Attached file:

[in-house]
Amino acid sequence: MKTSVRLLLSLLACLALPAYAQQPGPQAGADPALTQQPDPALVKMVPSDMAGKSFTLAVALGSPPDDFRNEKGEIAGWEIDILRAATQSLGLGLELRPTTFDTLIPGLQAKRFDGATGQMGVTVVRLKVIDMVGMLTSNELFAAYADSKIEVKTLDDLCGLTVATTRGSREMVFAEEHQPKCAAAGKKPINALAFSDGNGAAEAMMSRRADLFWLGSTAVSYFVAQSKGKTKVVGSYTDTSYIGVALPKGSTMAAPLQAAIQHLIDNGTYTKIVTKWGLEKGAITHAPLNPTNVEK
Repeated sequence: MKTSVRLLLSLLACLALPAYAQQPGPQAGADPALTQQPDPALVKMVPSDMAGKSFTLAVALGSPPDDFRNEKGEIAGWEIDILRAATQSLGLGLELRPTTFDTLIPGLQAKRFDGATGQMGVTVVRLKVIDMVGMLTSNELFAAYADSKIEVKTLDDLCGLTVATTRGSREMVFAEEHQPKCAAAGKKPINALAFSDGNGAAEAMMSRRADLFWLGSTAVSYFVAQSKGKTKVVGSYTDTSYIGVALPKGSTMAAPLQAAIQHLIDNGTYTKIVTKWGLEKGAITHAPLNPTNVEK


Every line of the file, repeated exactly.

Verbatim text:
[in-house]
Amino acid sequence: MKTSVRLLLSLLACLALPAYAQQPGPQAGADPALTQQPDPALVKMVPSDMAGKSFTLAVALGSPPDDFRNEKGEIAGWEIDILRAATQSLGLGLELRPTTFDTLIPGLQAKRFDGATGQMGVTVVRLKVIDMVGMLTSNELFAAYADSKIEVKTLDDLCGLTVATTRGSREMVFAEEHQPKCAAAGKKPINALAFSDGNGAAEAMMSRRADLFWLGSTAVSYFVAQSKGKTKVVGSYTDTSYIGVALPKGSTMAAPLQAAIQHLIDNGTYTKIVTKWGLEKGAITHAPLNPTNVEK
Repeated sequence: MKTSVRLLLSLLACLALPAYAQQPGPQAGADPALTQQPDPALVKMVPSDMAGKSFTLAVALGSPPDDFRNEKGEIAGWEIDILRAATQSLGLGLELRPTTFDTLIPGLQAKRFDGATGQMGVTVVRLKVIDMVGMLTSNELFAAYADSKIEVKTLDDLCGLTVATTRGSREMVFAEEHQPKCAAAGKKPINALAFSDGNGAAEAMMSRRADLFWLGSTAVSYFVAQSKGKTKVVGSYTDTSYIGVALPKGSTMAAPLQAAIQHLIDNGTYTKIVTKWGLEKGAITHAPLNPTNVEK